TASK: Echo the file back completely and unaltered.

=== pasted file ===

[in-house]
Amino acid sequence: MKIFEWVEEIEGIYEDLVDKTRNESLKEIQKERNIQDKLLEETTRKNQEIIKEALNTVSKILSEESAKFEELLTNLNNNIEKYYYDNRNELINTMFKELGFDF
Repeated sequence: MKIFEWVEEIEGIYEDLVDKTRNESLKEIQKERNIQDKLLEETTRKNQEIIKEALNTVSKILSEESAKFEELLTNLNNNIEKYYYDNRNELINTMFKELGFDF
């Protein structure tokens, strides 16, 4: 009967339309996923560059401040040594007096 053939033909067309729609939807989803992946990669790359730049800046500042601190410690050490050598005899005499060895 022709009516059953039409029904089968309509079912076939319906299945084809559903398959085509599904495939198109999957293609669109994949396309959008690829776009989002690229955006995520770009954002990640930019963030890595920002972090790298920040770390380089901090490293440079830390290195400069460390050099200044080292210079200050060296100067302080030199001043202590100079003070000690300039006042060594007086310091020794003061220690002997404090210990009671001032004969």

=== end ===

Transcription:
[in-house]
Amino acid sequence: MKIFEWVEEIEGIYEDLVDKTRNESLKEIQKERNIQDKLLEETTRKNQEIIKEALNTVSKILSEESAKFEELLTNLNNNIEKYYYDNRNELINTMFKELGFDF
Repeated sequence: MKIFEWVEEIEGIYEDLVDKTRNESLKEIQKERNIQDKLLEETTRKNQEIIKEALNTVSKILSEESAKFEELLTNLNNNIEKYYYDNRNELINTMFKELGFDF
């Protein structure tokens, strides 16, 4: 009967339309996923560059401040040594007096 053939033909067309729609939807989803992946990669790359730049800046500042601190410690050490050598005899005499060895 022709009516059953039409029904089968309509079912076939319906299945084809559903398959085509599904495939198109999957293609669109994949396309959008690829776009989002690229955006995520770009954002990640930019963030890595920002972090790298920040770390380089901090490293440079830390290195400069460390050099200044080292210079200050060296100067302080030199001043202590100079003070000690300039006042060594007086310091020794003061220690002997404090210990009671001032004969």